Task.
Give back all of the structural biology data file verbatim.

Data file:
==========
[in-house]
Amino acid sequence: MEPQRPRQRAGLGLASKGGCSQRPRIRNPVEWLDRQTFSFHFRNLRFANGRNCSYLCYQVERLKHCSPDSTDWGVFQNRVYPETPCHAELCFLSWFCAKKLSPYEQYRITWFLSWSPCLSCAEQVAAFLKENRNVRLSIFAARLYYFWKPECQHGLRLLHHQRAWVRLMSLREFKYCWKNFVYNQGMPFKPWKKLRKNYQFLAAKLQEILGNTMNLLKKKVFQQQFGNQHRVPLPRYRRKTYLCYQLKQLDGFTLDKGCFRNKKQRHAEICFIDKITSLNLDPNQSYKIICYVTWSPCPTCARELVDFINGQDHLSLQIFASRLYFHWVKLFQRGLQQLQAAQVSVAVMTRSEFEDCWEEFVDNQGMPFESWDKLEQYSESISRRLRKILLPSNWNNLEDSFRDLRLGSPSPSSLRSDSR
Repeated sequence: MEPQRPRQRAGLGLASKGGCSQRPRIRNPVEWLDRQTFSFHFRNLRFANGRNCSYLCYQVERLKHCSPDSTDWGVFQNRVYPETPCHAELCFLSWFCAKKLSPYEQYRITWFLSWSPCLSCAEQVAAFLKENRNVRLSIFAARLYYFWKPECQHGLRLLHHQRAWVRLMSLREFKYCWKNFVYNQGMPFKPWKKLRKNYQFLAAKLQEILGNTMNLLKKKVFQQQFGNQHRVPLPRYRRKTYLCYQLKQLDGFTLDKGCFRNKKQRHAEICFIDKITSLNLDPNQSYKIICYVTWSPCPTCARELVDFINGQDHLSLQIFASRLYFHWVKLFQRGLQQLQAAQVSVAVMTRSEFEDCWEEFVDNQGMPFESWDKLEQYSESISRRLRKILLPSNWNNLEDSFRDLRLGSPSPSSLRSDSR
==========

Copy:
[in-house]
Amino acid sequence: MEPQRPRQRAGLGLASKGGCSQRPRIRNPVEWLDRQTFSFHFRNLRFANGRNCSYLCYQVERLKHCSPDSTDWGVFQNRVYPETPCHAELCFLSWFCAKKLSPYEQYRITWFLSWSPCLSCAEQVAAFLKENRNVRLSIFAARLYYFWKPECQHGLRLLHHQRAWVRLMSLREFKYCWKNFVYNQGMPFKPWKKLRKNYQFLAAKLQEILGNTMNLLKKKVFQQQFGNQHRVPLPRYRRKTYLCYQLKQLDGFTLDKGCFRNKKQRHAEICFIDKITSLNLDPNQSYKIICYVTWSPCPTCARELVDFINGQDHLSLQIFASRLYFHWVKLFQRGLQQLQAAQVSVAVMTRSEFEDCWEEFVDNQGMPFESWDKLEQYSESISRRLRKILLPSNWNNLEDSFRDLRLGSPSPSSLRSDSR
Repeated sequence: MEPQRPRQRAGLGLASKGGCSQRPRIRNPVEWLDRQTFSFHFRNLRFANGRNCSYLCYQVERLKHCSPDSTDWGVFQNRVYPETPCHAELCFLSWFCAKKLSPYEQYRITWFLSWSPCLSCAEQVAAFLKENRNVRLSIFAARLYYFWKPECQHGLRLLHHQRAWVRLMSLREFKYCWKNFVYNQGMPFKPWKKLRKNYQFLAAKLQEILGNTMNLLKKKVFQQQFGNQHRVPLPRYRRKTYLCYQLKQLDGFTLDKGCFRNKKQRHAEICFIDKITSLNLDPNQSYKIICYVTWSPCPTCARELVDFINGQDHLSLQIFASRLYFHWVKLFQRGLQQLQAAQVSVAVMTRSEFEDCWEEFVDNQGMPFESWDKLEQYSESISRRLRKILLPSNWNNLEDSFRDLRLGSPSPSSLRSDSR